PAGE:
Eventually, the more Gaelic and Catholic “Ireland” achieved victory in an ideological sense. The Irish Constitution of 1937 evinced significant religious influence, including prohibitions against divorce and abortion, and clarification of Catholicism as holding a “special position” as the religion of the majority. Since that time, however, the tension between national politics and religious ideology reflected in the Irish constitution has slowly begun to fray.

One example of this fraying is the issue of divorce. The 1937 Irish constitution outlawed divorce at a time when recognition of divorce was finding increasing support in the general populace throughout Europe. The prohibition against divorce and the subsequent lack of legislation or referendums attempting its repeal is creditable to “widespread public abhorrence of the dissolution of marriage” in Ireland at the time. This “abhorrence of the dissolution of marriage,” of course, is in some sense a direct result of the religious influence on Irish cultural and social normative thought and behavior. In 1986, a referendum was proposed to eliminate the prohibition of divorce in the Irish constitution. However, opponents of the bill conducted a successful campaign based on the perceived threat to Irish society and its incompatibility with Catholic theology; consequently, the referendum was overwhelmingly rejected by Irish citizens. In 1995, another referendum was proposed and similarly rejected, although the percentage of opposition from Irish citizens dropped from 66% to 50% (Id.) The opposition again developed and implemented several synthesized strategies to defeat the referendum: research from other countries on the effect of legally allowing divorce, the general sociological effect, and Catholic theology. Notably, though, the use of the church to disparage the referendum was somewhat diminished in comparison to 1986. On one hand, of course, it is perhaps significant that after sixty years of constitutional prohibition against divorce and two referendums, Ireland still outlawed divorce, despite the fact that almost the entirety of the Western world allowed it. But cultural transmission and political socialization included religious norms and values – the lack of a fundamental rejection of the constitutional prohibition against divorce is perhaps not surprising given this context. The internalization of such cultural and social transmissions is the key to its continued influence politically, and a change in internalization from generation to generation is a slow process. Throughout the 20th century, the internalization of the social transmission rejecting divorce as a viable option in Ireland slowly deteriorated. As the generational transmission slowly lost effect, the separation of normative religious and cultural belief from sociopolitical ideology became more marked as it pertained to the issue of divorce, until the practice was finally officially recognized in the 21st century.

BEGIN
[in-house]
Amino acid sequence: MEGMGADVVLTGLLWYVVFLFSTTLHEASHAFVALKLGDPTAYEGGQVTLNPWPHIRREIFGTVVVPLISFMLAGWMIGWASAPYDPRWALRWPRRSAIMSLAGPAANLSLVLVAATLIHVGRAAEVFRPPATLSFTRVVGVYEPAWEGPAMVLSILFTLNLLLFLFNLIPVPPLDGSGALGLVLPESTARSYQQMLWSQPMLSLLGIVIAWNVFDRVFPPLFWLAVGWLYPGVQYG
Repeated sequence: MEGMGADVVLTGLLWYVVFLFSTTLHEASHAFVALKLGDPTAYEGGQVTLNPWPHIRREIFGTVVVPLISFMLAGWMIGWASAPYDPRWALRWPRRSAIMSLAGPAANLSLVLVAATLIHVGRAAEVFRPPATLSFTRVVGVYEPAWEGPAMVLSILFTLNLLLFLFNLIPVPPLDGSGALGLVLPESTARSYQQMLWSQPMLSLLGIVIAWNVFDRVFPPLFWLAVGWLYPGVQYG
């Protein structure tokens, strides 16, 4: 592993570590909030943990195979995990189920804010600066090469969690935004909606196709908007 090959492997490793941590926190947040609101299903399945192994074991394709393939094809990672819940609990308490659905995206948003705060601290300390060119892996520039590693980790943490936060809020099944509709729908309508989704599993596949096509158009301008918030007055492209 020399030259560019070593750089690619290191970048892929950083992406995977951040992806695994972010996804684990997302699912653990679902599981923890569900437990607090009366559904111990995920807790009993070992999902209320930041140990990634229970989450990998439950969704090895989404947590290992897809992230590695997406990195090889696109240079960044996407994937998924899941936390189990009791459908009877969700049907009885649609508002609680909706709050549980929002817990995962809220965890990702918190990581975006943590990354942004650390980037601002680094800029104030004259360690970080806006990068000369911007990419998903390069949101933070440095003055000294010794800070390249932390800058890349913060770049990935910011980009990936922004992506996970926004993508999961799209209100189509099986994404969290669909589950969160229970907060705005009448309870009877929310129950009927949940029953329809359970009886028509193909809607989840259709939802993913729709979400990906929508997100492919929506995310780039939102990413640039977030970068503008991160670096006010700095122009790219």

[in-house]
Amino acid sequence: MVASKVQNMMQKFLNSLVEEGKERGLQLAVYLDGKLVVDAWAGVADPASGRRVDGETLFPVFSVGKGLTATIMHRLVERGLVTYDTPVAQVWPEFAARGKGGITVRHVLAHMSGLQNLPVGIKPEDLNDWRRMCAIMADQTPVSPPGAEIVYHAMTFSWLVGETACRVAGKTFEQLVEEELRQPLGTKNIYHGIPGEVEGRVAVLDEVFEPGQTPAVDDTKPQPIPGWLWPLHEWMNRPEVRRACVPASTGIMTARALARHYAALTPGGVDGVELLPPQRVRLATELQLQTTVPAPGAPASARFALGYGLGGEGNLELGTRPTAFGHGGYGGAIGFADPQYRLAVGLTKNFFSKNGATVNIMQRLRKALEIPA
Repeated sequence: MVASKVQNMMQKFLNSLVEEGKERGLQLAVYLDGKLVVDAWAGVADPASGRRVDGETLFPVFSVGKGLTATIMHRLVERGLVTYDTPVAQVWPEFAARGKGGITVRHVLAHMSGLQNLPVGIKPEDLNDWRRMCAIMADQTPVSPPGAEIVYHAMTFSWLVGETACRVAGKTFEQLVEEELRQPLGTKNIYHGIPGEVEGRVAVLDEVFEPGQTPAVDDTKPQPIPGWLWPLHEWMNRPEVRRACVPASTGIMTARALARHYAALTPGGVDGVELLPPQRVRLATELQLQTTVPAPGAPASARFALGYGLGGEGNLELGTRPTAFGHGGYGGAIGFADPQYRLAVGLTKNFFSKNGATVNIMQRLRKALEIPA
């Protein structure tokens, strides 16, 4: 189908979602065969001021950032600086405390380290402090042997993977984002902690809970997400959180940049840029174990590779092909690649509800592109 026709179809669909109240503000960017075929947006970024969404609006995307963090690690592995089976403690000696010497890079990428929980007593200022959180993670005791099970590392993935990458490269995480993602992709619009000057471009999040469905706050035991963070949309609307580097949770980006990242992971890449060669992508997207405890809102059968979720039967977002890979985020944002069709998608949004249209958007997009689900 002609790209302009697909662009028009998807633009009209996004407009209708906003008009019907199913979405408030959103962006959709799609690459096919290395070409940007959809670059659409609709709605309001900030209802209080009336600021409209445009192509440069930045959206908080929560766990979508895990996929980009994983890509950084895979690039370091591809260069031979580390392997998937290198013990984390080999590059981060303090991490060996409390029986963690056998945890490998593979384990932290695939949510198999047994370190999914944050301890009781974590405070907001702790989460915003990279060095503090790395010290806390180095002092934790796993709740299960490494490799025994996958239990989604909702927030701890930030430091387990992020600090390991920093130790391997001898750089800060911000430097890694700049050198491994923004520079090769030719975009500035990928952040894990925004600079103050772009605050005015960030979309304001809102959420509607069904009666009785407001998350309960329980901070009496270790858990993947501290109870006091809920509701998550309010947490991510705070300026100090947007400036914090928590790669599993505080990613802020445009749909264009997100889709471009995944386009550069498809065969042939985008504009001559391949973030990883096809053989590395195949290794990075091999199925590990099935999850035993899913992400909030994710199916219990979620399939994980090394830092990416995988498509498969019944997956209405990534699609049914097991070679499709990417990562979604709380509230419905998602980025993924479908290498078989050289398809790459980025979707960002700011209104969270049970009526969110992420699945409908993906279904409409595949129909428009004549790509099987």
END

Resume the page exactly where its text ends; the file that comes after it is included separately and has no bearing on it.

Similarly, the Offences Against Persons Act officially banned abortion in Ireland in 1861, and the Irish constitution reflects the religious and social values that influence the ban. Unlike divorce, there is still a constitutional prohibition against abortion, absent certain exceptions. Abortion, in fact, highlights the connection between normative religious values and sociopolitical realities – the prohibition against abortion (and divorce), especially juxtaposed against changing laws in the rest of Western society, became a tangible and self-conscious aspect of Irish national identity. However, the discourse regarding national identity and abortion underwent a subtle shift beginning in the late 20th century from rigid ideologically religious values to “liberal articulations of rights.” Even opponents of abortion transformed their arguments from adherence to traditional Catholic teachings to protection of fetal rights in closer accordance to the American pro-life movement. This was probably a result of the fact that “Irish society in the 1960s and 1970s lacked the apparent consensus on moral issues in the 1930s when the Constitution was accepted by a majority of the population.”